Monday, September 25, 2006

President Omar al-Bashir, Sudan - coup in 1989

Sep 22 2006 BBC report - Coup leaders' addiction to power - tells us the tide turned in the 1980s, when Latin American governments agreed not to recognise leaders who came to power by military means.
Ely Ould Mohammed Vall, Mauritania - coup in 2005
Francois Bozize, Central African Republic - coup in 2003
Gen Pervez Musharraf, Pakistan - coup in 1999
President Yahya Jammeh, The Gambia - coup in 1994
President Omar al-Bashir, Sudan - coup in 1989
Blaise Campaore, Burkina Faso - coup in 1987
President Lansana Conte, Guinea - coup in 1984
Colonel Muammar Gaddafi, Libya - coup in 1969
Let's not support "rebels" who use violence to get what they want. Peacekeepers serving in war zones deserve to be supported, appreciated and respected. African Union peacekeepers in Darfur need all the support and help they can get.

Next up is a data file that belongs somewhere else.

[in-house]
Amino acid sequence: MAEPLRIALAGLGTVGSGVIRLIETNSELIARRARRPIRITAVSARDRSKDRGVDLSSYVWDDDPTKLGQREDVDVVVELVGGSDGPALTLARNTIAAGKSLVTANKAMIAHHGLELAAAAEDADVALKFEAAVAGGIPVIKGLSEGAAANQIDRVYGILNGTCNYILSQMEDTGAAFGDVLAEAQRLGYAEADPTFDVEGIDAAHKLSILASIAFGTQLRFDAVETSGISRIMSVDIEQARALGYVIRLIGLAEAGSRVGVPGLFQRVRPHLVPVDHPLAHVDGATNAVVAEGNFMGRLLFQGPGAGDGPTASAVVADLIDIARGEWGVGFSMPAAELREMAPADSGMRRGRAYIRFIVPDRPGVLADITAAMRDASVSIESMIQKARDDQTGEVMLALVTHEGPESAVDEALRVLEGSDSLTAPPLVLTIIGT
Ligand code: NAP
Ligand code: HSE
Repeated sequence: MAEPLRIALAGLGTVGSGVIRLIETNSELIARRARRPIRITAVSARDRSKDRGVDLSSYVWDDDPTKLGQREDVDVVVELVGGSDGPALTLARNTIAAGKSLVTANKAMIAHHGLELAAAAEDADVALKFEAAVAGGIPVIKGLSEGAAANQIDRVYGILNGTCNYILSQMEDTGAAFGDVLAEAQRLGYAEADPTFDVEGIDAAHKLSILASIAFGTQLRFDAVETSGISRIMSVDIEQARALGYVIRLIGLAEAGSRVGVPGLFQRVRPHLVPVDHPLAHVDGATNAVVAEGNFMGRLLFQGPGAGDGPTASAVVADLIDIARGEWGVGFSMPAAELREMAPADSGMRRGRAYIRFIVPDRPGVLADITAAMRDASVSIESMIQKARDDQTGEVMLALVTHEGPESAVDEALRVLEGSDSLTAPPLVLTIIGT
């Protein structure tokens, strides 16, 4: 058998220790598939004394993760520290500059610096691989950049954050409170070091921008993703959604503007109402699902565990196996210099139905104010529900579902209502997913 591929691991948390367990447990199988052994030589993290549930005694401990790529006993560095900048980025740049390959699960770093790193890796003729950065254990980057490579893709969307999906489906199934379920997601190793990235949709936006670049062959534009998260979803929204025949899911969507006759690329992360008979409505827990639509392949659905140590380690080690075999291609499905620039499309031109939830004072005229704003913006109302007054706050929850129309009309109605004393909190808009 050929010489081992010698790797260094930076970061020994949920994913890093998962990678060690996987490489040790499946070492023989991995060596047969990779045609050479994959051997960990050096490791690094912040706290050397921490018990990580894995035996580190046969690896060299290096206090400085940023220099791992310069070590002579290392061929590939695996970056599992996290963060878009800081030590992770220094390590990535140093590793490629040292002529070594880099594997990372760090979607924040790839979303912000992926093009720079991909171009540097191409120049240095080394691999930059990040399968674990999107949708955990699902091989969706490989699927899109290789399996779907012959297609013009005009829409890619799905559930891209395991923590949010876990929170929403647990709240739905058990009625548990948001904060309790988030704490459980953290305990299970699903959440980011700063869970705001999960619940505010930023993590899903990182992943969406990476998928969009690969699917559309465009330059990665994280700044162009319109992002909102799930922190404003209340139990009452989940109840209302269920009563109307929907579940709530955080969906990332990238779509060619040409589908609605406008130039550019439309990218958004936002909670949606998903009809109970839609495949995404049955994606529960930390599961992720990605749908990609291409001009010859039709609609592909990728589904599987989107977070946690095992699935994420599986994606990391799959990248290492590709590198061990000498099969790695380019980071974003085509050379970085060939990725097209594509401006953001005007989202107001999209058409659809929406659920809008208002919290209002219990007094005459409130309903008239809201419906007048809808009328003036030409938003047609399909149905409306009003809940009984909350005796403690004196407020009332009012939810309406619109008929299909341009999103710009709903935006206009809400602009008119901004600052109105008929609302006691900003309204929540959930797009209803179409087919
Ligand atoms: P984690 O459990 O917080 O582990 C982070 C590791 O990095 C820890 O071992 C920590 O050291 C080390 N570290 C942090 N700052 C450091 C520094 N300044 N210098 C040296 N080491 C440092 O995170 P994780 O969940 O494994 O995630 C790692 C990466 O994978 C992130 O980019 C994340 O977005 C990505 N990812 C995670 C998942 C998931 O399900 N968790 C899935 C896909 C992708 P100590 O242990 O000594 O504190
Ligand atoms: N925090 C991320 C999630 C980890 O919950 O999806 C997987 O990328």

Are all Darfurian civilians rebels? When trying to install security in Darfur, how can one tell the difference between a rebel and a civilian, a bandit and a civilian, a terrorist and a civilian, a janjaweed and a civilian? The Sudanese government is accused of "indiscriminate" attacks and bombings of Darfur villages. Where do the rebels, bandits and janjaweed eat, sleep and live? How do they make a living? Where are the families of these people? News reports tell us the Sudanese government backs the militias, but never say or even look into who funds the so-called rebels. So many questions.

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